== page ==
A consideration of the gendered, national, and global contexts in which writing instruction at turn-of-the-century settlement houses occurred gives us an opportunity to consider the larger cultural work of instruction offered by contemporary reformulations of 19th-century settlement houses in today’s settlement houses, urban tutoring centers, and even new service learning programs – and to consider how such writing instruction may or may not echo its predecessors. Although it is, of course, difficult to see fully the ideological density of these contemporary scenes of writing instruction, they may bear as many positive as negative traces of their founding moment: they work to meet the everyday needs of the people they involve, to connect individuals of varied linguistic, religious, and ethnic backgrounds, and to draw democratic participation in ways that settlers, likely, would have seen as ideal. And, in an increasingly multicultural society, they can boast increased theoretical awareness of “difference,” a concept with which Addams wrestled both theoretically and practically when their society was becoming increasingly diverse. For example, at Philadelphia’s Lutheran Settlement House, originally founded in 1902, writing instruction developed by staff of the Women’s Program concentrates on helping new adult writers of English to make “the transition from spoken dialectical English to formal written English by providing practice in forms of writing that adults use in everyday life, and ranging from personal and informal [like writing out a grocery list, an absence note, or a party invitation] to formal and business-like [such as writing a letter of complaint]” (Writing it Down 6; see also Writing for Beginning Readers).Another example of an ongoing writing program at a settlement house today, the Community Literacy Center at Pittsburgh’s Community House, originally founded in 1916, “seeks to reinvent the early settlement house vision of social change through inquiry and politically self-conscious cultural interaction,” through an alternative discourse of community literacy, in order to help “inner-city residents build relationships and strengthen their community through action-oriented writing and dialogue” (Peck et al. 6-7).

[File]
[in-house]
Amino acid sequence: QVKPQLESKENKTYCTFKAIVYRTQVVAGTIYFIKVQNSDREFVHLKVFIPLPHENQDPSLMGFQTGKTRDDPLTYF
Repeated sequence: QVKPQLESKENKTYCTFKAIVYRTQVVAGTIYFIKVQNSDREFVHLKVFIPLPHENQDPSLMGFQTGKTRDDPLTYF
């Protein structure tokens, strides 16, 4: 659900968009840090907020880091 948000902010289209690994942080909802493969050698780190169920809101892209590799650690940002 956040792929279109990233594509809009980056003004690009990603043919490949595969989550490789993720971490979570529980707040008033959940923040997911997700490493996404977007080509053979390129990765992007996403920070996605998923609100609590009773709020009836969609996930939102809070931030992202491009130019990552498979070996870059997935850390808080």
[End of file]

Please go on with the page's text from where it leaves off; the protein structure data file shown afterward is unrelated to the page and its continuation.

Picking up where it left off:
Today’s increasingly common service learning programs, too, carry on the settlement house traditions of service and learning, but without “settling” in the areas where they serve and learn (Garbus 563).
The observations of new women settlers like Grace Abbott, Vida Dutton Scudder, and Jane Addams are striking in their prescience and continued relevance. In 1908, for instance, Addams wrote:
If an historian, one hundred years from now, should write the social history of America, he would probably say that one of the marked characteristics of our time was the arrival of immigrants at the rate of a million a year and the fact that the American people had little social connection with them. If the historian a hundred years hence used the same phrases which the psychologists now use—perhaps they will get over them by that time—he would say that our minds seem to be ‘inhibited’ by certain mental concepts which apparently prevented us from forming social relations with immigrants. (“Women’s Conscience” 260)